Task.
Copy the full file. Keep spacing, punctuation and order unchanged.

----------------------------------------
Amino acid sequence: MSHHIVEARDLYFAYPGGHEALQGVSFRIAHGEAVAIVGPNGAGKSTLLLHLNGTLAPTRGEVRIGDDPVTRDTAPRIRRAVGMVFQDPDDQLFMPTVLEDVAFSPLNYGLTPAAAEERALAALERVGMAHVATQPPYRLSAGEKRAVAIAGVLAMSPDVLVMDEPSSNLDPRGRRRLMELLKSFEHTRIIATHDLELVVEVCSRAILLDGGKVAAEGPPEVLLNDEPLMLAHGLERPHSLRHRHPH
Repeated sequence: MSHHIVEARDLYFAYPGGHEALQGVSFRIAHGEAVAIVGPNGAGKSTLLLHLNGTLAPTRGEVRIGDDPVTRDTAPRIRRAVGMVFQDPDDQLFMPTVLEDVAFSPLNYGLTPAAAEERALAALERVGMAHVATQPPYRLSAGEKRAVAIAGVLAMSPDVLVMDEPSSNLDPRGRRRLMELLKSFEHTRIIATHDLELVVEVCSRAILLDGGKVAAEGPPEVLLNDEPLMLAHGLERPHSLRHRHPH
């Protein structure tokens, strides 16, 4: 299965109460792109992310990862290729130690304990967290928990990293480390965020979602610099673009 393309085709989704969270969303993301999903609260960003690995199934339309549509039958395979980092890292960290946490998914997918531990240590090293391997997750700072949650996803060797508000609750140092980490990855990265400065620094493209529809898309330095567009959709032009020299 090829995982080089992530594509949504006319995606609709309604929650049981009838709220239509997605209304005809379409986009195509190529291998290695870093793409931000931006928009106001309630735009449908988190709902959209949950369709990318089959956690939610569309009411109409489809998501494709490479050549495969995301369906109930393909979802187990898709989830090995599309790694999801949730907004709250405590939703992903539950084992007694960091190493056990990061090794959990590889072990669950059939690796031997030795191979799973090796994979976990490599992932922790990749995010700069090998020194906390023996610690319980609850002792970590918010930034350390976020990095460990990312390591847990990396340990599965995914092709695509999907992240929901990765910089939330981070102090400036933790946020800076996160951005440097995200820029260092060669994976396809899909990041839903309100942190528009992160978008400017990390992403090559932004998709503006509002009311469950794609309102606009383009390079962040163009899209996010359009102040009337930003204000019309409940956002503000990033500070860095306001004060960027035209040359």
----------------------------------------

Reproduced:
Amino acid sequence: MSHHIVEARDLYFAYPGGHEALQGVSFRIAHGEAVAIVGPNGAGKSTLLLHLNGTLAPTRGEVRIGDDPVTRDTAPRIRRAVGMVFQDPDDQLFMPTVLEDVAFSPLNYGLTPAAAEERALAALERVGMAHVATQPPYRLSAGEKRAVAIAGVLAMSPDVLVMDEPSSNLDPRGRRRLMELLKSFEHTRIIATHDLELVVEVCSRAILLDGGKVAAEGPPEVLLNDEPLMLAHGLERPHSLRHRHPH
Repeated sequence: MSHHIVEARDLYFAYPGGHEALQGVSFRIAHGEAVAIVGPNGAGKSTLLLHLNGTLAPTRGEVRIGDDPVTRDTAPRIRRAVGMVFQDPDDQLFMPTVLEDVAFSPLNYGLTPAAAEERALAALERVGMAHVATQPPYRLSAGEKRAVAIAGVLAMSPDVLVMDEPSSNLDPRGRRRLMELLKSFEHTRIIATHDLELVVEVCSRAILLDGGKVAAEGPPEVLLNDEPLMLAHGLERPHSLRHRHPH
């Protein structure tokens, strides 16, 4: 299965109460792109992310990862290729130690304990967290928990990293480390965020979602610099673009 393309085709989704969270969303993301999903609260960003690995199934339309549509039958395979980092890292960290946490998914997918531990240590090293391997997750700072949650996803060797508000609750140092980490990855990265400065620094493209529809898309330095567009959709032009020299 090829995982080089992530594509949504006319995606609709309604929650049981009838709220239509997605209304005809379409986009195509190529291998290695870093793409931000931006928009106001309630735009449908988190709902959209949950369709990318089959956690939610569309009411109409489809998501494709490479050549495969995301369906109930393909979802187990898709989830090995599309790694999801949730907004709250405590939703992903539950084992007694960091190493056990990061090794959990590889072990669950059939690796031997030795191979799973090796994979976990490599992932922790990749995010700069090998020194906390023996610690319980609850002792970590918010930034350390976020990095460990990312390591847990990396340990599965995914092709695509999907992240929901990765910089939330981070102090400036933790946020800076996160951005440097995200820029260092060669994976396809899909990041839903309100942190528009992160978008400017990390992403090559932004998709503006509002009311469950794609309102606009383009390079962040163009899209996010359009102040009337930003204000019309409940956002503000990033500070860095306001004060960027035209040359």